Marble Canyon - 090201
Marble Canyon’s towering cliffs of mottled limestone and dolomite create the marbled effect that gives the canyon its name. The white to grey coloured rock walls and impressive rock formations are uncommon geological features in British Columbia. These massive structures rise up to an elevation of almost one kilometre above the canyon’s three beautiful gem-like lakes, Turquoise, Crown and Pavilion. Marble Canyon imparts a dramatic 500 million year old geological history. It is a part of the Pavilion Mountain range which includes a limestone belt extending from the Cornwall Hills to as far north as Jesmond.
The limestone of the Marble Canyon formation belonged to a pacific island chain of volcanic plateaus, which were comprised of limestone deposits about five kilometres thick. The limestone was formed by single celled creatures named fusulinid foraminifera. These organisms would secrete a shell composed of calcium carbonate, which accumulated over the course of millions of years.
The theory is that this limestone shelf was situated to the west of the Cariboo Mountains and lay under fairly shallow water, adjacent to a deep ocean trench. Powerful earthquakes caused massive sections of the limestone shelf to fracture and fall, disappearing into the depths of the ocean trench.
The force of tectonic collisions and the gradual movements of the earth’s crust caused Marble Canyon’s section of the limestone shelf to buckle under the intense pressure, folding and rising up to its present location and altitude. Other plates collided with it, creating the remainder of British Columbia as we know it today. Marble Canyon’s folding is rather complex because it folded, refolded and faulted, creating the main canyon, a network of side canyons and many interesting rock formations. The Chimney Rock, also known as Coyote Rock by the local First Nations people, is just one of such formations.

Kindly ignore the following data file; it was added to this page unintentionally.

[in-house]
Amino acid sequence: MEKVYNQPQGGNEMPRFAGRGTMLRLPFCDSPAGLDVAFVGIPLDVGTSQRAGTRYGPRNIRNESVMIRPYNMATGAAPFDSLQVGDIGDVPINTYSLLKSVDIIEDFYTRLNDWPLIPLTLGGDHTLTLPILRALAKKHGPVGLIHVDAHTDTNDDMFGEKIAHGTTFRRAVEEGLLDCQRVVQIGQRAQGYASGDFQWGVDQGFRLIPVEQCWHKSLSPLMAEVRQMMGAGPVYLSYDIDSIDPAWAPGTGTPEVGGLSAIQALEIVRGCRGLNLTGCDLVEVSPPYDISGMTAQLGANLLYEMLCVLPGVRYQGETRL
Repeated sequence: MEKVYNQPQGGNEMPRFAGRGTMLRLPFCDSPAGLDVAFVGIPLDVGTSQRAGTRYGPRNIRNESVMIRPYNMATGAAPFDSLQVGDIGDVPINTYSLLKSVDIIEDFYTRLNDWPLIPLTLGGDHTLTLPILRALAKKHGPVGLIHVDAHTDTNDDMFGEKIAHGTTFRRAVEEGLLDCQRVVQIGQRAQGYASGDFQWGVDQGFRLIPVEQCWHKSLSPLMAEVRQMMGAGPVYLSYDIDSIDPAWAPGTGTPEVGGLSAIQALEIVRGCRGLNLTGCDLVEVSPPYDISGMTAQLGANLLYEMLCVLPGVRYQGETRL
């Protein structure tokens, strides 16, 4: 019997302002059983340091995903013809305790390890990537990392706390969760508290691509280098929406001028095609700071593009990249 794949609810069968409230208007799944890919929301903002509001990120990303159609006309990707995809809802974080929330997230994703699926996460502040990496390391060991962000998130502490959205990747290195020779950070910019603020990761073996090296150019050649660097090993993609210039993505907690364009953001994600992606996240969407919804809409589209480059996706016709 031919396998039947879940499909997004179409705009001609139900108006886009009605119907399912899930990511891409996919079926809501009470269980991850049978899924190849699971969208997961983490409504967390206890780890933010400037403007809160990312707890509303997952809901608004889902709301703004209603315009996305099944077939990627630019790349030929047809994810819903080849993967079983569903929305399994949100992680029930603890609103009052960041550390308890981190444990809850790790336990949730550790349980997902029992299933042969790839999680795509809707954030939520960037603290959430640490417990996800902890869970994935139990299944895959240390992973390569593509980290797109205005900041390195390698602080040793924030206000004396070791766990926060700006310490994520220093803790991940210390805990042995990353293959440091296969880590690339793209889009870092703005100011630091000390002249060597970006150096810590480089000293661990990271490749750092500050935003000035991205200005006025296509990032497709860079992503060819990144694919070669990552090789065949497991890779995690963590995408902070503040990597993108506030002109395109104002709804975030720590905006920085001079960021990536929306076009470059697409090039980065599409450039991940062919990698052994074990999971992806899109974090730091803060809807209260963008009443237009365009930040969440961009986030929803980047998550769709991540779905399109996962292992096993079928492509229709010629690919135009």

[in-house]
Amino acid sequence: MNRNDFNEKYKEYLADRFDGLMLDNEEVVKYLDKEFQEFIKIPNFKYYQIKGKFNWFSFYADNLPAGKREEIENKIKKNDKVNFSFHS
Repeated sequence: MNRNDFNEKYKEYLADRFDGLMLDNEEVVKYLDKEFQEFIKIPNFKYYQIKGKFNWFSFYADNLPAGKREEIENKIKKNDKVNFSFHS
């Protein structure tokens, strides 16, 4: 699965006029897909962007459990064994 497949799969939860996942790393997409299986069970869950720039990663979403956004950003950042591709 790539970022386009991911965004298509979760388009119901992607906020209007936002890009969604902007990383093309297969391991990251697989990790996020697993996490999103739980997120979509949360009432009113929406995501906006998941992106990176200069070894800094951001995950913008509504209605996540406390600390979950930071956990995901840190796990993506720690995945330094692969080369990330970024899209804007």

The limestone of Marble Canyon matches the limestone of other isolated pockets in the Cariboo, the southern Yukon, the Pacific Rim, and various occurrences in Southeast Asia. Therefore, due to the plate movements of the continental drift, it seems that sections of the original limestone shelf traveled an incredible distance!
Fossils of Marble Canyon include crinoids, which are feathery armed primitive marine invertebrates that thrived 300 million years ago. Also found are shells of fusulineds that formed the limestone and other marine evidence dating back 30 million years.
Two archaeological sites have been located in the canyon near Hat Creek Valley, where Indian pictographs can be seen. These ancient sites were occupied by the Interior Salish people who used the area to collect food.
Marble Canyon is a popular rock climbing destination as its beauty is relatively untouched. In winter, the waterfall at the west end of Crown Lake provides superb and easily accessed ice climbing. It can be accessed by a one kilometre trail along the lakeshore.
The colours of the canyon’s three lakes are amazing. Turquoise Lake is appropriately named, Crown Lake has a more golden hue, and Pavilion is a marvelous turquoise and quite unique for its microbialite, fresh water coral formations.